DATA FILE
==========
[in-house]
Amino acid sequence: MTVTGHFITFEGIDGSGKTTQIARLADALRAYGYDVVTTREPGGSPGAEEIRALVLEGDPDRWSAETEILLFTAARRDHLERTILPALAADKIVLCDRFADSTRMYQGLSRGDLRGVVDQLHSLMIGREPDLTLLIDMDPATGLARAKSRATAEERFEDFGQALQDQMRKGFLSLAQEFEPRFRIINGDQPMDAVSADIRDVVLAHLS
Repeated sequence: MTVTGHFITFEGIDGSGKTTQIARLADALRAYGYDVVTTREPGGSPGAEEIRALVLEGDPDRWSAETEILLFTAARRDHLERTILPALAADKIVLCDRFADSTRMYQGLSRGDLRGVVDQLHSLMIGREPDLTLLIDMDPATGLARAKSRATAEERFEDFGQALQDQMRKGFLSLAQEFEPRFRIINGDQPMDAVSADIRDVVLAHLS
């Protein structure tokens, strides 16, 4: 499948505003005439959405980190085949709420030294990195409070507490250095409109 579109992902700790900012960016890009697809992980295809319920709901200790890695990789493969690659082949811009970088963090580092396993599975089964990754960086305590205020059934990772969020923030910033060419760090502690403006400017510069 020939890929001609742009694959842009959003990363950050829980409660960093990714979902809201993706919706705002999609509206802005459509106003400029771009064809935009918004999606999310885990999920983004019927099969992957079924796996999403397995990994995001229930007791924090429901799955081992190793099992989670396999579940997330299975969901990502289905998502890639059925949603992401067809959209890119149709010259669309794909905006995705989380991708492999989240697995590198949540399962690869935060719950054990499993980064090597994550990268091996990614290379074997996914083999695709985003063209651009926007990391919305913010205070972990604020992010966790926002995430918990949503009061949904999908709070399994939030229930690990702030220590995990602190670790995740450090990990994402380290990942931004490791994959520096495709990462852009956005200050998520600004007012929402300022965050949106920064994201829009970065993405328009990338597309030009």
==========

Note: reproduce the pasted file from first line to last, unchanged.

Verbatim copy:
[in-house]
Amino acid sequence: MTVTGHFITFEGIDGSGKTTQIARLADALRAYGYDVVTTREPGGSPGAEEIRALVLEGDPDRWSAETEILLFTAARRDHLERTILPALAADKIVLCDRFADSTRMYQGLSRGDLRGVVDQLHSLMIGREPDLTLLIDMDPATGLARAKSRATAEERFEDFGQALQDQMRKGFLSLAQEFEPRFRIINGDQPMDAVSADIRDVVLAHLS
Repeated sequence: MTVTGHFITFEGIDGSGKTTQIARLADALRAYGYDVVTTREPGGSPGAEEIRALVLEGDPDRWSAETEILLFTAARRDHLERTILPALAADKIVLCDRFADSTRMYQGLSRGDLRGVVDQLHSLMIGREPDLTLLIDMDPATGLARAKSRATAEERFEDFGQALQDQMRKGFLSLAQEFEPRFRIINGDQPMDAVSADIRDVVLAHLS
């Protein structure tokens, strides 16, 4: 499948505003005439959405980190085949709420030294990195409070507490250095409109 579109992902700790900012960016890009697809992980295809319920709901200790890695990789493969690659082949811009970088963090580092396993599975089964990754960086305590205020059934990772969020923030910033060419760090502690403006400017510069 020939890929001609742009694959842009959003990363950050829980409660960093990714979902809201993706919706705002999609509206802005459509106003400029771009064809935009918004999606999310885990999920983004019927099969992957079924796996999403397995990994995001229930007791924090429901799955081992190793099992989670396999579940997330299975969901990502289905998502890639059925949603992401067809959209890119149709010259669309794909905006995705989380991708492999989240697995590198949540399962690869935060719950054990499993980064090597994550990268091996990614290379074997996914083999695709985003063209651009926007990391919305913010205070972990604020992010966790926002995430918990949503009061949904999908709070399994939030229930690990702030220590995990602190670790995740450090990990994402380290990942931004490791994959520096495709990462852009956005200050998520600004007012929402300022965050949106920064994201829009970065993405328009990338597309030009």